3. Both of us enjoy a full glass or two from the fruit of the vine (not too picky about the vine) served with any generous volume of carbohydrates.  We continue to attempt to live simply and faithfully (lots more on future blogs regarding this) but alas, the flesh is weak.

4. While friendly and gregarious (we are in the business of saving souls after all), we are fiery by temperament.  Friar Tuck was expelled from his order due to a lack of respect for authority, and I chose to leave my childhood denomination as the chasm between the choices made by the church’s hierarchy and true care and concern for its people became too great.  If authority wants to be respected, it has to earn it.

The Almanac is simply a nod to another historic figure, Benjamin Franklin (one to whom I give Rock Star status) and his version of an 18th century blog of sorts, Poor Richard’s Almanac.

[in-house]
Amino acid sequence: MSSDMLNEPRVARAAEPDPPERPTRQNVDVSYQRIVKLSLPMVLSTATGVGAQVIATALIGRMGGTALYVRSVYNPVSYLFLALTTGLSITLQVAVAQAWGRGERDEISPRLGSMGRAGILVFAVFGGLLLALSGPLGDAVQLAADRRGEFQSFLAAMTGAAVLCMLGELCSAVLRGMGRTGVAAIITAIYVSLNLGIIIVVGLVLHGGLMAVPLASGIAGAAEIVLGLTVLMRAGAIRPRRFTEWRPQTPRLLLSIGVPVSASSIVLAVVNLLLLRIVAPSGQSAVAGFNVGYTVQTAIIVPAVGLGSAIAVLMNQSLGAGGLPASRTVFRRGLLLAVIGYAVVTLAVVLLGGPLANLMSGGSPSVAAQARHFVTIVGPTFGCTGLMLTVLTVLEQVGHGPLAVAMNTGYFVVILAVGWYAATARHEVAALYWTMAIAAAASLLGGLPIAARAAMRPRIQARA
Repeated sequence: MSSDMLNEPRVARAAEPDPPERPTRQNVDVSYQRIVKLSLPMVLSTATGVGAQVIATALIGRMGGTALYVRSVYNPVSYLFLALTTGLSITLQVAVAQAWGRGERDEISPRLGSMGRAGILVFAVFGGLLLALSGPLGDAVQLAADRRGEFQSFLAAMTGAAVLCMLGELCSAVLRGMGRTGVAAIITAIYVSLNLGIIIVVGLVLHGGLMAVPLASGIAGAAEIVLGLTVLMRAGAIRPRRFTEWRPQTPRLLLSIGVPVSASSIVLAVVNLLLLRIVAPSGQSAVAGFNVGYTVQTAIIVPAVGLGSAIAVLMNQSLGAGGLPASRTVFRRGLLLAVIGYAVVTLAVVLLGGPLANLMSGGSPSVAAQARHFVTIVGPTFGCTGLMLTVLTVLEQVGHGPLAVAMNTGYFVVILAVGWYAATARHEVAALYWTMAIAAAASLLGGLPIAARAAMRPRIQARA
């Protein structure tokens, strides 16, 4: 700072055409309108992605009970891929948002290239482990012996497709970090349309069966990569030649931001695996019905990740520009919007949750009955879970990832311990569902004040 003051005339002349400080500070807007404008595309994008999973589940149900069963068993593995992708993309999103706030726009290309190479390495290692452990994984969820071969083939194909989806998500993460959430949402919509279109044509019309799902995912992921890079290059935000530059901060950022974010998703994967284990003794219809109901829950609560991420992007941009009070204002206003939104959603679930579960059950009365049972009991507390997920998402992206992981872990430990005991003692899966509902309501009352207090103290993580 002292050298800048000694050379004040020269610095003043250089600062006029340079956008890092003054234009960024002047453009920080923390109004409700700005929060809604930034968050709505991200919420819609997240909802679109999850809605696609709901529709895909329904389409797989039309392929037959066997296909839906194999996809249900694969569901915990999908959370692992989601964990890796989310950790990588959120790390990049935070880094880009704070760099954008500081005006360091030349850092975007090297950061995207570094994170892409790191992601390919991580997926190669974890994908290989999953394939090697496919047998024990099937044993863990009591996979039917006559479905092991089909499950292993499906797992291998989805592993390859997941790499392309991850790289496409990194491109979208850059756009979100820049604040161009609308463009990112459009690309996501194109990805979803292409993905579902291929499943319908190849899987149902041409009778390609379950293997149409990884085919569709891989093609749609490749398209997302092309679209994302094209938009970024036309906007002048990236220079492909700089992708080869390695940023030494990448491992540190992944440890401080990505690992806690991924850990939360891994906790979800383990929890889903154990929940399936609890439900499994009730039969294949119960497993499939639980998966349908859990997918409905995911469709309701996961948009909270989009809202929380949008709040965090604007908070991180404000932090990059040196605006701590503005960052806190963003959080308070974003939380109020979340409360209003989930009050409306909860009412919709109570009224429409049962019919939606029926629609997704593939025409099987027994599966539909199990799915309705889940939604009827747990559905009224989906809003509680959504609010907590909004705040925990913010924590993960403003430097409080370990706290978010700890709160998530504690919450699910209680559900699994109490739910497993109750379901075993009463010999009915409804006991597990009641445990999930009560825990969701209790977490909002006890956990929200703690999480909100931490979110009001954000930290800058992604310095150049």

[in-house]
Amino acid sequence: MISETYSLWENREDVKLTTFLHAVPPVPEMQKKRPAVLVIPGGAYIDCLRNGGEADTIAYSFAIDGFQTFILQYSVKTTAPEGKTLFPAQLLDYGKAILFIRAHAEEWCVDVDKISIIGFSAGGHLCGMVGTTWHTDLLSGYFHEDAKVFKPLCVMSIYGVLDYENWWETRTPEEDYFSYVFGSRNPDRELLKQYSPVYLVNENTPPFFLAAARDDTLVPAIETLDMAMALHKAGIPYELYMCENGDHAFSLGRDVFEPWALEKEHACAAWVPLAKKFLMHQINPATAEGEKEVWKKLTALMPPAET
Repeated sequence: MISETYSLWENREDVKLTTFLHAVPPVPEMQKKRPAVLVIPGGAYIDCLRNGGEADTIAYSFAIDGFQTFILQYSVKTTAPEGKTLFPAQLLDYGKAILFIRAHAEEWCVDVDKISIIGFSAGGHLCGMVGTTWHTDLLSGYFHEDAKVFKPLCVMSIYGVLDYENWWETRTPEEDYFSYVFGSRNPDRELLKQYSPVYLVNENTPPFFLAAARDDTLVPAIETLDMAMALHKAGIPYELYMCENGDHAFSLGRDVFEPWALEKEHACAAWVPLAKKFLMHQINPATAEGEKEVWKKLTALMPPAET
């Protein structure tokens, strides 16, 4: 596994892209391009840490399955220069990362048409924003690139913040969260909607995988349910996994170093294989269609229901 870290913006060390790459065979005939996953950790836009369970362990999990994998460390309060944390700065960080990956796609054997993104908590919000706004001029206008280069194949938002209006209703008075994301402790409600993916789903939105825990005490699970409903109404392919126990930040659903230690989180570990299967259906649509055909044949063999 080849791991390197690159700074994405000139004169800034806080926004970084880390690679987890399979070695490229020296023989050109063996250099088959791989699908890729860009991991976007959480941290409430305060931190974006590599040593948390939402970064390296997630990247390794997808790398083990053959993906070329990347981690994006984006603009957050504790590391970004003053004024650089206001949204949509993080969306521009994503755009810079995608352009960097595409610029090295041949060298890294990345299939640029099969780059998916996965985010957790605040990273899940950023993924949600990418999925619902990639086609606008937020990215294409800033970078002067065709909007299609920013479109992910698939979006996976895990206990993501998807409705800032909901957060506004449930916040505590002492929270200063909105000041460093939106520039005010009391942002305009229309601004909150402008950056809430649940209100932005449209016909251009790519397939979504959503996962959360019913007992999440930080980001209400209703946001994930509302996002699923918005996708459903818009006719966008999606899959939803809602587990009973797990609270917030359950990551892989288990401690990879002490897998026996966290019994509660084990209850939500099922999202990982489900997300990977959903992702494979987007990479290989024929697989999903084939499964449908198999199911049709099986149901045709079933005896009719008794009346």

Tomorrow’s post: “Does it matter what you call yourself?”

Book Pick of the Day: Bird by Bird by Annie Lamott

Quote from the Book of the Day:  “My Al-Anon friend told me about the frazzled, defeated wife of an alcoholic man who kept passing out on the front lawn in the middle of the night.  The wife kept dragging him in before dawn so that the neighbors wouldn’t see him, until finally an old black woman from the South came up to her one day after a meeting and said, ‘Honey? Leave him lay where Jesus flang him.’ And I am slowly, slowly in my work-and even more slowly in real life-learning to do this.”